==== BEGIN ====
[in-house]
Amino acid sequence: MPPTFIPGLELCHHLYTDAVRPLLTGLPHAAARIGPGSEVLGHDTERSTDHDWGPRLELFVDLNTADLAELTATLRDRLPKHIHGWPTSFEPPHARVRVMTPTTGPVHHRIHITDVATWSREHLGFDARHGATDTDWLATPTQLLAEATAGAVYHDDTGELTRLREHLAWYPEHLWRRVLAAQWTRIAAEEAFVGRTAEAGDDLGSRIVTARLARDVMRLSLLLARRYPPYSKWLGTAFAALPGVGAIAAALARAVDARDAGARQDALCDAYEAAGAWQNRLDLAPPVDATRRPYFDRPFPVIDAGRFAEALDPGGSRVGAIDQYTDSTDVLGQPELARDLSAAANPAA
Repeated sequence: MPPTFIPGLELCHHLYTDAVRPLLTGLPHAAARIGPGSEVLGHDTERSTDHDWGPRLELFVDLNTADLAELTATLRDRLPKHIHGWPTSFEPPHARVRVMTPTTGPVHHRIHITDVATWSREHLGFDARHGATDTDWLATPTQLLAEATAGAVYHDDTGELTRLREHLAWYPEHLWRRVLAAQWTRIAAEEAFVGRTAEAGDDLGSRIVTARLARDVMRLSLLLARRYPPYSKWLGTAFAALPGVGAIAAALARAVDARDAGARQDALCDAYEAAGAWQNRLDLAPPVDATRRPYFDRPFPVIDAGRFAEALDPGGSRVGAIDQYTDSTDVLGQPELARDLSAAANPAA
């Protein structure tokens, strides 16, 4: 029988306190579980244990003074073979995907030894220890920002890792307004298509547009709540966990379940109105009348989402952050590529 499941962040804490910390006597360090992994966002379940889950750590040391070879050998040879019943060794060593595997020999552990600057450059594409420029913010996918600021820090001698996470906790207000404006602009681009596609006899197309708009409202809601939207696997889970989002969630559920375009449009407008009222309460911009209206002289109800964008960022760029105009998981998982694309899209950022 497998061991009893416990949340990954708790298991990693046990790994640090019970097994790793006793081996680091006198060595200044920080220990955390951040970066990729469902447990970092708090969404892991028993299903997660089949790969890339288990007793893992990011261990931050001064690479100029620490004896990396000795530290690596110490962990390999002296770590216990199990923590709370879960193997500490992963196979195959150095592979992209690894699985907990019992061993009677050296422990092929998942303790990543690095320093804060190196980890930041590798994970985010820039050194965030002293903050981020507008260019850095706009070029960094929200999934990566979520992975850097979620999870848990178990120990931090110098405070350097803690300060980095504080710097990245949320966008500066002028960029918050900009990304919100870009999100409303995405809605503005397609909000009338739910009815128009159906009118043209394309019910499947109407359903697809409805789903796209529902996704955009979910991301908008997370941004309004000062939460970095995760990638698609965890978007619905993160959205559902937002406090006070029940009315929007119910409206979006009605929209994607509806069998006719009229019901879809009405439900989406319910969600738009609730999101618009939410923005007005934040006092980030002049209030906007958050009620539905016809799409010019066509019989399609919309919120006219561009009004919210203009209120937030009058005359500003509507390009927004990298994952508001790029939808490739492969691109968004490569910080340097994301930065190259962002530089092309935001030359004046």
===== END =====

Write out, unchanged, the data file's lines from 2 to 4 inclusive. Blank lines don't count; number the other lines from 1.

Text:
Amino acid sequence: MPPTFIPGLELCHHLYTDAVRPLLTGLPHAAARIGPGSEVLGHDTERSTDHDWGPRLELFVDLNTADLAELTATLRDRLPKHIHGWPTSFEPPHARVRVMTPTTGPVHHRIHITDVATWSREHLGFDARHGATDTDWLATPTQLLAEATAGAVYHDDTGELTRLREHLAWYPEHLWRRVLAAQWTRIAAEEAFVGRTAEAGDDLGSRIVTARLARDVMRLSLLLARRYPPYSKWLGTAFAALPGVGAIAAALARAVDARDAGARQDALCDAYEAAGAWQNRLDLAPPVDATRRPYFDRPFPVIDAGRFAEALDPGGSRVGAIDQYTDSTDVLGQPELARDLSAAANPAA
Repeated sequence: MPPTFIPGLELCHHLYTDAVRPLLTGLPHAAARIGPGSEVLGHDTERSTDHDWGPRLELFVDLNTADLAELTATLRDRLPKHIHGWPTSFEPPHARVRVMTPTTGPVHHRIHITDVATWSREHLGFDARHGATDTDWLATPTQLLAEATAGAVYHDDTGELTRLREHLAWYPEHLWRRVLAAQWTRIAAEEAFVGRTAEAGDDLGSRIVTARLARDVMRLSLLLARRYPPYSKWLGTAFAALPGVGAIAAALARAVDARDAGARQDALCDAYEAAGAWQNRLDLAPPVDATRRPYFDRPFPVIDAGRFAEALDPGGSRVGAIDQYTDSTDVLGQPELARDLSAAANPAA
């Protein structure tokens, strides 16, 4: 029988306190579980244990003074073979995907030894220890920002890792307004298509547009709540966990379940109105009348989402952050590529 499941962040804490910390006597360090992994966002379940889950750590040391070879050998040879019943060794060593595997020999552990600057450059594409420029913010996918600021820090001698996470906790207000404006602009681009596609006899197309708009409202809601939207696997889970989002969630559920375009449009407008009222309460911009209206002289109800964008960022760029105009998981998982694309899209950022 497998061991009893416990949340990954708790298991990693046990790994640090019970097994790793006793081996680091006198060595200044920080220990955390951040970066990729469902447990970092708090969404892991028993299903997660089949790969890339288990007793893992990011261990931050001064690479100029620490004896990396000795530290690596110490962990390999002296770590216990199990923590709370879960193997500490992963196979195959150095592979992209690894699985907990019992061993009677050296422990092929998942303790990543690095320093804060190196980890930041590798994970985010820039050194965030002293903050981020507008260019850095706009070029960094929200999934990566979520992975850097979620999870848990178990120990931090110098405070350097803690300060980095504080710097990245949320966008500066002028960029918050900009990304919100870009999100409303995405809605503005397609909000009338739910009815128009159906009118043209394309019910499947109407359903697809409805789903796209529902996704955009979910991301908008997370941004309004000062939460970095995760990638698609965890978007619905993160959205559902937002406090006070029940009315929007119910409206979006009605929209994607509806069998006719009229019901879809009405439900989406319910969600738009609730999101618009939410923005007005934040006092980030002049209030906007958050009620539905016809799409010019066509019989399609919309919120006219561009009004919210203009209120937030009058005359500003509507390009927004990298994952508001790029939808490739492969691109968004490569910080340097994301930065190259962002530089092309935001030359004046």